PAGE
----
Holiday season, it’s the most wonderful time of the year, isn't it? Except for a lot of people maybe it’s not. The holidays are a great time to get together with family and friends, eat lots of great food, decorate the house and buy gifts for loved ones. These great things, however, can amplify mental illnesses or create intense stress, making this time of year very difficult for many people. Herein are the top factors.
The holidays are a time all about family. For those who know someone who lost a loved one, the celebrations can remind them of that person, often sparking feelings of grief. This is especially true on the first holiday after the loss of a loved one. It is very important to be there for the people you know who are celebrating without somebody this year. This can be simply be offering companionship or helping them find ways to remember a loved one through celebrations, perhaps lighting a candle or doing an activity you know the person would have loved. Make sure you talk to this person and figure out exactly what is needed.
Gifts, decorations, food, guests etc. The holidays are synonymous with expense. For someone who is struggling financially, the pressure to pay for all these expenses can cause intense stress or amplify existing mental illnesses. Often, parents feel guilty for not being able to buy their children or family expensive gifts, and they are embarrassed about not being able to host extravagant Christmas parties. It's incredibly important at this time to tell your loved ones that the importance of the holidays is to spend time together and emphasize that you aren't holding anyone to crazy expectations. Sometimes just saying “Thank you for how hard you work” can be comforting enough. We are human – no one expects us to be superheroes. What you are able to manage is enough.
Perhaps there was a family conflict, your family does not accept you, or you don’t feel as though you have a family at all. The pressure to be with family or spend time with those whose company you don't enjoy can have a big effect on mental health. Loneliness is amplified at a time of year that is supposed to be about companionship. Remember: there is no rule-book for the holidays. There is no holiday police force telling you how you must celebrate. You do not have to have a picture-perfect family; you don’t have to force yourself to be around people who make you feel less-than. A family can be chosen – it does not have to be joined by blood. And you certainly do not need to be surrounded by a huge group of people. How you celebrate is your choice. If you know someone who maybe doesn’t have a place to go for the holidays or has a difficult family life, offer to have that person over at your place for the holidays if that is something you can manage. This simple gesture of kindness can make a huge difference.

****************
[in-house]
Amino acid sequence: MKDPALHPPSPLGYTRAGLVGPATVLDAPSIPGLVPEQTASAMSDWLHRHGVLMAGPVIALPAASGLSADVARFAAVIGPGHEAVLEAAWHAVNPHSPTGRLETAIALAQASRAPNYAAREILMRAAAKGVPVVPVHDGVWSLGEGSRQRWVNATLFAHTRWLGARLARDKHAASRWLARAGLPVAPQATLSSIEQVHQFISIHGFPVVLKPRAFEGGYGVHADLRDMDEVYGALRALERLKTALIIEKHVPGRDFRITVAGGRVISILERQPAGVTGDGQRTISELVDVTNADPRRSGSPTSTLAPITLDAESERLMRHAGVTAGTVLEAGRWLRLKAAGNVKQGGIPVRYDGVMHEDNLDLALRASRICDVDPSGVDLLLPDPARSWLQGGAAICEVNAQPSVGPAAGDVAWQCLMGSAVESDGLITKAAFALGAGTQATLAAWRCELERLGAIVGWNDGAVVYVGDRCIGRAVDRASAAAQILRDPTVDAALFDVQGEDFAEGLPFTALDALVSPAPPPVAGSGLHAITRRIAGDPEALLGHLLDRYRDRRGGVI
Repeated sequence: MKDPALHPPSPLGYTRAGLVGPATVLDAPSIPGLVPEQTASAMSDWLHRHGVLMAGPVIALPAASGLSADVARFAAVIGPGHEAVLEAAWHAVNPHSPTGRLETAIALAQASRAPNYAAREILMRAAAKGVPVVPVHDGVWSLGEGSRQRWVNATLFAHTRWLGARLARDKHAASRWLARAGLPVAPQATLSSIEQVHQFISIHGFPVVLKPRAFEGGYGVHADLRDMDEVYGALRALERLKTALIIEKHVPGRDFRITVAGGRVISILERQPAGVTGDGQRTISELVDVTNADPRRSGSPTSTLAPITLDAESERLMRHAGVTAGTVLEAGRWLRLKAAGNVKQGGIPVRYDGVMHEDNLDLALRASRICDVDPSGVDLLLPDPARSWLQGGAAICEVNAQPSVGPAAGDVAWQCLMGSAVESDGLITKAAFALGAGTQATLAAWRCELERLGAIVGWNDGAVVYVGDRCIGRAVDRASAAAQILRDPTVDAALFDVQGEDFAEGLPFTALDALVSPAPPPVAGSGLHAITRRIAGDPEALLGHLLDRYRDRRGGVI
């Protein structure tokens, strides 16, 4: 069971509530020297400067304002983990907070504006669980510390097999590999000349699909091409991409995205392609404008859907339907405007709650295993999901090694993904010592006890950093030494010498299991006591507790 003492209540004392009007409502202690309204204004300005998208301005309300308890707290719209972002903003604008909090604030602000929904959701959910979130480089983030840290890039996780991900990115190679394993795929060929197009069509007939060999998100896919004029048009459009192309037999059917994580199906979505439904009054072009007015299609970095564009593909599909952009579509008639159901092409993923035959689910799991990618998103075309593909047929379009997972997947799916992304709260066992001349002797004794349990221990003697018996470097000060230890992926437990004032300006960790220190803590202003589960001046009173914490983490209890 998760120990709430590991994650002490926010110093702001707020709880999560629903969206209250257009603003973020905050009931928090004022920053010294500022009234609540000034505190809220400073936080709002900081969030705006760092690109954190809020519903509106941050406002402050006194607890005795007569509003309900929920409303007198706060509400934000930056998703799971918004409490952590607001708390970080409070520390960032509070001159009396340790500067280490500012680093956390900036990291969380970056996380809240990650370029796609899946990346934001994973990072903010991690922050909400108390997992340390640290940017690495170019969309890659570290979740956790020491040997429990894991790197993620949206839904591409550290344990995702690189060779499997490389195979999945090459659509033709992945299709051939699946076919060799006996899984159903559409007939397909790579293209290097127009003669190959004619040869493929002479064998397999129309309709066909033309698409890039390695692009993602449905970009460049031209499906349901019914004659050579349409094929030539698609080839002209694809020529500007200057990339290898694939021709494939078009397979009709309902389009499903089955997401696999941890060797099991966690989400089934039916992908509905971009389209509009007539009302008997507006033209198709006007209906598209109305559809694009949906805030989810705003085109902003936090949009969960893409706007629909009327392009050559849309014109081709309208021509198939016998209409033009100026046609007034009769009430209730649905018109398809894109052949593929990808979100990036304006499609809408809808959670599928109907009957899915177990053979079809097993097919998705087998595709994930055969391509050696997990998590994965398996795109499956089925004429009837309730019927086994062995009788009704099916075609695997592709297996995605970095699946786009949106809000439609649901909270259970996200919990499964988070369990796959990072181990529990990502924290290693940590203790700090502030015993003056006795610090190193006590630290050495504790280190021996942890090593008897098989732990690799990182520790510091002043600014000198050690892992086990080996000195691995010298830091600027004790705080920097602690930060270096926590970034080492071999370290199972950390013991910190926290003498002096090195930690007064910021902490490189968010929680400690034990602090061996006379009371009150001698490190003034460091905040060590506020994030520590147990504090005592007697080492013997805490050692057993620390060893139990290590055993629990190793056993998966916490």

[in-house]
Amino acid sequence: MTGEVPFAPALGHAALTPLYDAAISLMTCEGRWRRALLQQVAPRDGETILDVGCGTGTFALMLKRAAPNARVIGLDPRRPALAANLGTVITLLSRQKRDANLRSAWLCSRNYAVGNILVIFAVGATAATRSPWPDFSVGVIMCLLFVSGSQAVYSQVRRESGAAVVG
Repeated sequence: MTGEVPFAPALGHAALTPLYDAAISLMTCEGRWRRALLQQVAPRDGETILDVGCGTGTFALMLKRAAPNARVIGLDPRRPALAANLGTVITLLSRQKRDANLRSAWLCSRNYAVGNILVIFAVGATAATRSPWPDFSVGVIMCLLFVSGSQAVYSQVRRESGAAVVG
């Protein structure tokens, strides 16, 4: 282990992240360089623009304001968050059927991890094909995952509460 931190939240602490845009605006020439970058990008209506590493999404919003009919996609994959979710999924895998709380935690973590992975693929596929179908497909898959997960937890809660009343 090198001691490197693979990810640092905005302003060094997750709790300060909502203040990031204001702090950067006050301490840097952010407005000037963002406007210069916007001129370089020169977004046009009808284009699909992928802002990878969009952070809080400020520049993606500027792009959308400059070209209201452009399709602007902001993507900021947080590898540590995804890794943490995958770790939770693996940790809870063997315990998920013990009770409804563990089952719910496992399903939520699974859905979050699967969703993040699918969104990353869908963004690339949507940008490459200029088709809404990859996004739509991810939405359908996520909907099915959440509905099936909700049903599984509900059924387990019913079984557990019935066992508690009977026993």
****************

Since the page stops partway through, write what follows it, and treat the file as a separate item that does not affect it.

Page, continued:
FOOD AND DRINKS:
The holidays are the hub of all things food-related, not to mention an abundant consumption of wine and champagne. As a result, this can be a difficult and overwhelming time for those struggling with eating disorders and substance abuse. If this is you, don’t be afraid to reach out to those closest to you and ask for extra support during this time. Everyone could use a little extra guidance or a hand to hold. If you know friends or family who are struggling, let them know you are there for them and that you have their back. Support and companionship go a long way.
Remember that you can take things one step at a time and that you should celebrate little victories. It’s the small things that matter, not the huge things. Focus on what you can and have accomplished. Reach out if this time is difficult for you or for loved ones who are struggling. This is your holiday and there is no one forcing you to celebrate a certain way. The holidays can be an overwhelming time. These feelings are understandable, and they don’t have to be dealt with alone.